CORE Ambassador: David Walters

David Walters, Brunel UniversityDavid is the Open Access Officer at Brunel University London based within the Scholarly Communication & Rights Management team. He is an advocate of OA publishing, and of building services that realise the movement within local institutional communities. David has spoken at UKSG, NASIG, RLUK and Altmetric conferences about this topic in recent years. David is an ambassador for the CORE service.

Q: What does Open Access mean to you?
A: To us at Brunel, Open Access means many things – ideologically and practically. Most importantly, we consider Open Access to research output a critical, underpinning component on the journey toward an ‘Open Science’ world. Open Science encompasses many areas, aiming to enhance scientific and educational sectors.
As with many institutions, at Brunel we operate local OA services for our community, within an ever-growing landscape of technological and policy drivers. Open Access means creating an environment that supports policy drivers, whilst advantaging new technologies for our community as they emerge.
Much progress is being driven by these factors. However, it is as important to foster discussion and leadership amongst research communities. Open Access means researchers and students shaping and leading their subjects into new forms of science communication and practice.
At Brunel our role in supporting Open Access is to:
– Engage and inform our community about these issues as they evolve
– Build and tailor services to our community’s needs
– Recognise and celebrate ‘open’ activity by our researchers in all its forms read more...

CORE Ambassador: Milica Sevkusic

MilicaMilica is a librarian at the Institute of Technical Sciences of the Serbian Academy of Sciences and Arts since 2007. Her education background is in art history and her previous work experience includes heritage policies and documentation standards, heritage-related civil society projects and digitisation, traditional librarianship and bibliography. Currently, her professional interests focus on Open Science, library services aimed at supporting research activities, training on academic services and tools, information literacy and research ethics. Since November 2014, she has been serving as the EIFL Open Access country coordinator in Serbia. In this capacity, she designed and coordinated the project – Revisiting open access journal policies and practices in Serbia, which was implemented with EIFL’s support in 2016–2017. She has also been involved with institutional repositories since 2013, when her affiliated institution implemented the first fully functional institutional repository in Serbia. She is now a member of the Repository Development Team at the University of Belgrade Computer Centre, which is currently the leading force in repository development in Serbia.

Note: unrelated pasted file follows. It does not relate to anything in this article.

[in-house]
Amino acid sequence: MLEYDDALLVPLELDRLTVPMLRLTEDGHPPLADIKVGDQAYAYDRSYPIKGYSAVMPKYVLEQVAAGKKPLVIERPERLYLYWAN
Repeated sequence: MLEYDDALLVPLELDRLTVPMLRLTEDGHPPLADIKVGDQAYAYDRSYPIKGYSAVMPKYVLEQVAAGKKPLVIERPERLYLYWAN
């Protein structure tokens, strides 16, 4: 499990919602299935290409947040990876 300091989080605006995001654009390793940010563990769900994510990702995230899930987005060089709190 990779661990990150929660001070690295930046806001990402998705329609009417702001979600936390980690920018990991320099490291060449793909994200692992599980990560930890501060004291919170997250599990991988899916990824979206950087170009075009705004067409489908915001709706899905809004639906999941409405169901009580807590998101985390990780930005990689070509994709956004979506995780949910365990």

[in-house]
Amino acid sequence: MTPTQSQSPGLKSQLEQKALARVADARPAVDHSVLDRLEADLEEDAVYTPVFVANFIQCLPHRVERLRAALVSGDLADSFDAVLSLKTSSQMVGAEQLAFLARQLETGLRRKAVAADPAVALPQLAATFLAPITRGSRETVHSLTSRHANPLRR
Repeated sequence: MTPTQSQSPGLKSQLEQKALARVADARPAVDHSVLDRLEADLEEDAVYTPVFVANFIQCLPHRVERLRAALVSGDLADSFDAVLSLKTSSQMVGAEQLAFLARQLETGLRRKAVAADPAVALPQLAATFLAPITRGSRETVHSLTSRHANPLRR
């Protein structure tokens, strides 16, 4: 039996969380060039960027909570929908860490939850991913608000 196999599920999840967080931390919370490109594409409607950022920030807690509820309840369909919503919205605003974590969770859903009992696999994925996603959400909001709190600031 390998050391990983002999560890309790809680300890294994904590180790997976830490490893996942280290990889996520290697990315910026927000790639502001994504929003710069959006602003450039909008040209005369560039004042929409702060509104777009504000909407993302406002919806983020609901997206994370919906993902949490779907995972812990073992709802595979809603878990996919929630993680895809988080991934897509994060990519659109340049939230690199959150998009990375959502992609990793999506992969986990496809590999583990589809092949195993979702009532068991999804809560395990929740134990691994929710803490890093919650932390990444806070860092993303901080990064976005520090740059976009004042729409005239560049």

read more...

Increasing the Speed of Harvesting with On Demand Resource Dumps

 

I am currently working with Martin Klein, Matteo Cancellieri and Herbert Van de Sompel on a project funded by the European Open Science Cloud Pilot that aims to test and benchmark ResourceSync against OAI-PMH in a range of scenarios. The objective is to perform a quantitative evaluation that could then be used as evidence to convince data providers to adopt ResourceSync. During this work, we have encountered a problem related to the scalability of ResourceSync and developed a solution to it in the form of an On Demand Resource Dump. The aim of this blog post is to explain the problem, how we arrived to the solution and how the solution works.

The problem